Many of our largest and most attractive parks and recreational facilities are not readily accessible by transit, biking, or walking. We should focus on acquiring and designing attractive parks in or adjacent to densely populated areas. These parks should have a combination of opportunities for exercise and social connection as well as quiet contemplation and contact with nature without the need to drive long distances from population and job centers.
Barriers to access sports reported by respondents (89 respondents)
Health problems resulting from physical inactivity – as well as poor diet and other factors – among people of all ages erode our quality of life and raise both the public and private cost of health care. According to the Centers for Disease Control and Prevention, more than 60 percent of adults do not get enough exercise to meet health recommendations and about 25 percent engage in little or no physical activity. Montgomery County has a wide variety of public and private youth sports, but the Office of Legislative Oversight (OLO) found in 2018 that only 38% of kids under 12 (and just over 20% in households making less than $20,000 year) participate, consistent with the long-term national trend of declining involvement in organized athletics. Increased physical activity is especially important to improve health outcomes for people of color, who suffer higher rates of diabetes, high blood pressure, and obesity.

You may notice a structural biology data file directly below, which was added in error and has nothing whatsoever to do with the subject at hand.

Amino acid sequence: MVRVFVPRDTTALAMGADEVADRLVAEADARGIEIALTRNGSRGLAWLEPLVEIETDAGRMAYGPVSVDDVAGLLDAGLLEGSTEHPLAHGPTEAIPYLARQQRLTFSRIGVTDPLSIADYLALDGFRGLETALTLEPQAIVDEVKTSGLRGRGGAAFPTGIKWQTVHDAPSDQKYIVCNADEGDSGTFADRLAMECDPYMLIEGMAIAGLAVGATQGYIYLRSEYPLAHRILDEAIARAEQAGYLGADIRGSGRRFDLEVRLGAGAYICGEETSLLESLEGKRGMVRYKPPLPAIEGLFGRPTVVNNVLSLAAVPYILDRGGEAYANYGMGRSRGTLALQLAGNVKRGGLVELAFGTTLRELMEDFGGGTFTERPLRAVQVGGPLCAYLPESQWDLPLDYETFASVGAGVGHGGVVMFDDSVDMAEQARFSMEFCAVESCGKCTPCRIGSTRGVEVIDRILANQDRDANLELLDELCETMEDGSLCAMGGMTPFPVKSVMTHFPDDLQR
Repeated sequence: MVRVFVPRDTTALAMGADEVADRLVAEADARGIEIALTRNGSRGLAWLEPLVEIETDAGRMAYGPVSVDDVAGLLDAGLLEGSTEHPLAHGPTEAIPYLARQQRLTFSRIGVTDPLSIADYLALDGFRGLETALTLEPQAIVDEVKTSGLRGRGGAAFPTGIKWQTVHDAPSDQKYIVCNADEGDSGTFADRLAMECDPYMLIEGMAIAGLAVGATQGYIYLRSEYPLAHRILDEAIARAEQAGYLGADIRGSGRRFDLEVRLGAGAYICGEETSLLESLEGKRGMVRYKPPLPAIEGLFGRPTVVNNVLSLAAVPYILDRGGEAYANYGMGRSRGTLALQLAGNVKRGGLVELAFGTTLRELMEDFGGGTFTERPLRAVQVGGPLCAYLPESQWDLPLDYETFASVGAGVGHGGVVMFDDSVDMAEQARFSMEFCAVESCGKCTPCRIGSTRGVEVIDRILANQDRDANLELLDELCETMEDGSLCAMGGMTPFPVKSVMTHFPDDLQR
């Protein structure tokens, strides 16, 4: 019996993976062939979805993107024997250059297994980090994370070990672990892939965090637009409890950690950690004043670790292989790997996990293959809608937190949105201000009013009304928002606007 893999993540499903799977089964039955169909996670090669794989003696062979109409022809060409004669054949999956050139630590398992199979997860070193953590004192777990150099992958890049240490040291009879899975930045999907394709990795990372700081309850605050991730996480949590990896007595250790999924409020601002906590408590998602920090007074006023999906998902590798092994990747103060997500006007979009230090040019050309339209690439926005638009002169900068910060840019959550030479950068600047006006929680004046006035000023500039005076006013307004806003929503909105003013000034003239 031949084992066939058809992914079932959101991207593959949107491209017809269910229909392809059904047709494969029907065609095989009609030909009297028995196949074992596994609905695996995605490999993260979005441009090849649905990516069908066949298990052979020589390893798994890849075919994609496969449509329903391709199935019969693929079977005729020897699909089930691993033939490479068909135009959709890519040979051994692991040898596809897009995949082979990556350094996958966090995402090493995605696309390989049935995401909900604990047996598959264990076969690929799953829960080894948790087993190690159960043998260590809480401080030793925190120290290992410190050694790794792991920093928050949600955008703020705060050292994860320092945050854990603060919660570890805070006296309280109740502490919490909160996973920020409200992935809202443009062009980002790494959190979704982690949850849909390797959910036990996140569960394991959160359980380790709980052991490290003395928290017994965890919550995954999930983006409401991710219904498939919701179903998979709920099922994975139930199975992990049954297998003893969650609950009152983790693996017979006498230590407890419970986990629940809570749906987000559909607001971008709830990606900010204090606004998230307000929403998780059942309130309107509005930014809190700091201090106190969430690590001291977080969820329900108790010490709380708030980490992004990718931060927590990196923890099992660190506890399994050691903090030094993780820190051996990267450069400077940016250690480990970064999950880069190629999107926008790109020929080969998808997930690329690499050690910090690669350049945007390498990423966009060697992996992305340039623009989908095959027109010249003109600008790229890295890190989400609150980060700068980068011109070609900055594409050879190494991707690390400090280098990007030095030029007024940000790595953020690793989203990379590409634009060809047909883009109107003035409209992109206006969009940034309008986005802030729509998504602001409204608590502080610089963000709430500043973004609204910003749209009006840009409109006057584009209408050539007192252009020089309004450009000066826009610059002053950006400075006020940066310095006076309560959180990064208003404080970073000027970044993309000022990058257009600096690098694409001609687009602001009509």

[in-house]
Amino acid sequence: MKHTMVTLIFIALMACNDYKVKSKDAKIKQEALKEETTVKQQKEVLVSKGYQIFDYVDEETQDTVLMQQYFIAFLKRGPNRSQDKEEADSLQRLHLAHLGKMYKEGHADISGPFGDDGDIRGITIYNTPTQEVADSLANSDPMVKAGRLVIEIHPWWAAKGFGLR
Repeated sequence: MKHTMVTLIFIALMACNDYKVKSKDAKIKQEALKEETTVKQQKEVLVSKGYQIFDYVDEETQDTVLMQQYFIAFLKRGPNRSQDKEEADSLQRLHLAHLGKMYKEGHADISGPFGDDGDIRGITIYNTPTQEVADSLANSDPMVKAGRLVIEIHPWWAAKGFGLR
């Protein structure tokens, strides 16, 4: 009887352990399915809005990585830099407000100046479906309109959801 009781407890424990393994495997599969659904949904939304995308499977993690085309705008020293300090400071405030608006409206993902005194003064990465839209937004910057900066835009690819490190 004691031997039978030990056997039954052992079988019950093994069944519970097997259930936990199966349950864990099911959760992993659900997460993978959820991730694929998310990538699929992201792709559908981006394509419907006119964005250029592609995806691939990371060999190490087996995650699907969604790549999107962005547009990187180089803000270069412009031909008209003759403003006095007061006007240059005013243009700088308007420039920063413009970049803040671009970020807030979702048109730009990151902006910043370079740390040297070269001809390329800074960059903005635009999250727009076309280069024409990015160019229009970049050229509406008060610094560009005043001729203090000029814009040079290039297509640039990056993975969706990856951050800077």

Percent of students in grades 9-12 who achieve 1 hour or more of moderate-and/or vigorous-intensity physical activity daily, 2019
Park facility and acquisition strategies conceived during a period of greenfield expansion worked in the past but are poorly suited to the current need for infill development and adaptive reuse of land. We need to modernize these tools and adapt them to better integrate public parks and privately owned public spaces into a comprehensive network.
Of course, land conservation and environmental stewardship remain as important as ever and can be accomplished while adapting parks, recreation, and public spaces to serve broader needs – and that means more skateboard facilities and dog parks (not to mention soccer fields). Thrive Montgomery 2050 proposes orienting the acquisition, development, and programming of parks, recreation, and privately owned public spaces toward encouraging physical activity and community building in intensively developed areas while maintaining our commitment to state-of-the-practice environmental stewardship throughout the county.
About the authors
Casey Anderson has served on the Montgomery County Planning Board since 2011 and was appointed Chair in 2014. He also serves as vice chair of the Maryland-National Capital Park and Planning Commission, the bi-county agency established by state law that regulates real estate development, plans transportation infrastructure, and manages the park systems in Montgomery and Prince George’s Counties.
Jai Cole has over 21 years of experience in Park and Recreation and is the former Chief of the Park Planning and Stewardship Division for M-NCPPC, Montgomery County Department of Parks. Cole supervises Natural Resources, Park and Trail Planning, Natural Surface Trail Implementation, and Cultural Resource Stewardship for the 38,000-acre, 6-time NRPA Gold Medal Award winning park system. Cole has had an unconventional career path that has yielded a broad background and skill set that draws on a rare and valuable mix of various park related fields ranging ecology to park planning to Racial Equity.